Empirical legal scholars have traditionally modeled trial court judicial opinion writing by assuming that judges act rationally, seeking to maximize their influence by writing opinions in politically important cases. Support for this hypothesis has reviewed published trial court opinions, finding that civil rights and other "hot" topics are more likely to be explained than purportedly ordinary legal problems involved in resolving social security and commercial law cases. This orthodoxy comforts consumers of legal opinions, because it suggests that they are largely representative of judicial work. To test such views, we collected data from a thousand cases in four different jurisdictions. We recorded information about every judicial action over each case's life, ranging the demographic characteristics, workload, and experience of the writing judge; to information about the case, including its jurisdictional basis, complexity, attorney characteristics, and motivating legal theory; to information about the individual orders themselves, including the relevant procedural posture and the winning party. This approach permits a significantly more fine-grained look at how courts give meaning to legal rights than had been previously available. Descriptively, we find that opinions are rare events in the litigation process: only 3% of all orders are explained in opinions, and only 17% of orders applying facts to law are similarly reasoned. Using a hierarchical linear model, we find that judges do not write opinions to curry favor with the public or with powerful audiences, nor do they write more when they are less experienced, seeking to advance their careers, or in more interesting case types. Instead, opinion writing is significantly affected by procedure: we predict that judges are three times more likely to write an opinion on a summary judgment motion than a discovery motion, all else held equal. Judges similarly write more in cases that are later appealed, and in commercial cases. Finally, jurisdictional culture is very important. These findings challenge conventional views of trial court opinion writing, and suggest the need for further research to test a behavioral model for judges' behavior.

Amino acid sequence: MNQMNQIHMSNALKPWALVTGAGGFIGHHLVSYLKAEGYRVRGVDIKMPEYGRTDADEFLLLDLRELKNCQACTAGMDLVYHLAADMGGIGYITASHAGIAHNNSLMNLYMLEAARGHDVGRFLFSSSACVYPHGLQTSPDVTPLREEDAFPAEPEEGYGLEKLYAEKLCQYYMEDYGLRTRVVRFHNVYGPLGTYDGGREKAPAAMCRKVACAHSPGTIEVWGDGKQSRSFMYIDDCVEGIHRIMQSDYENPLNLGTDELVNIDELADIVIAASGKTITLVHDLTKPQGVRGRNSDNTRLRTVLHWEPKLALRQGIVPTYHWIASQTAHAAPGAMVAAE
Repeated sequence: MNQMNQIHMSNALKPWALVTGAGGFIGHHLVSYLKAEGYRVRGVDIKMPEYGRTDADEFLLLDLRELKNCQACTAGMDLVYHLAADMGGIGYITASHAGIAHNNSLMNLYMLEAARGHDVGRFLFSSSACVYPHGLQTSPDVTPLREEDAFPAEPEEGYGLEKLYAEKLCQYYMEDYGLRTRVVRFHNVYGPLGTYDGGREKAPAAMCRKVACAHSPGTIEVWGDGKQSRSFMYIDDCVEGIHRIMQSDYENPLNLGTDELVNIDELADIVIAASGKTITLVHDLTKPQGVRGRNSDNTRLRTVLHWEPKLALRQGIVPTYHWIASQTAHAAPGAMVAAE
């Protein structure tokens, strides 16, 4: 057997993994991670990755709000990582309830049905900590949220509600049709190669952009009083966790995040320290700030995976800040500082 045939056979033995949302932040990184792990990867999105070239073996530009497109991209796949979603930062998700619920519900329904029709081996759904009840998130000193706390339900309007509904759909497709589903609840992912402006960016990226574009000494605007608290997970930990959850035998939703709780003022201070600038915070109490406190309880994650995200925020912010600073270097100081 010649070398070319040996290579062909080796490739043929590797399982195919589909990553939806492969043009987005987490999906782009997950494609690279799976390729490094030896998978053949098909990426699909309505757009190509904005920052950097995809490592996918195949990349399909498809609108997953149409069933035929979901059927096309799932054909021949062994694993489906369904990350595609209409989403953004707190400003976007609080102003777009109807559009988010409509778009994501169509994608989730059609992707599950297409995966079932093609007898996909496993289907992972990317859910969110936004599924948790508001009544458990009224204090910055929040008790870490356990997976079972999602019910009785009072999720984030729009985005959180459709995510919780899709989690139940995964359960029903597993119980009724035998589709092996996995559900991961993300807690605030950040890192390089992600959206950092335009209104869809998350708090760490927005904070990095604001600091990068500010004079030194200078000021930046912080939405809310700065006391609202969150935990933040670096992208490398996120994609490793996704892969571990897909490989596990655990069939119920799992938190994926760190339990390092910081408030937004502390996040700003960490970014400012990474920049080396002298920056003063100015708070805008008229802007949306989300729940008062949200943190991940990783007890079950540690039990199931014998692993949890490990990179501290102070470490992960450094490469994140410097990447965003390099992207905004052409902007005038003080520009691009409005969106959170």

empirical, statistics, opinions, courts, civil procedure, orders, dockets, behavioral, risk aversion, doctrine
Hoffman, David A.; Izenman, Alan J.; and Lidicker, Jeffrey, "Docketology, District Courts and Doctrine" (2007). Faculty Scholarship at Penn Law. 2541.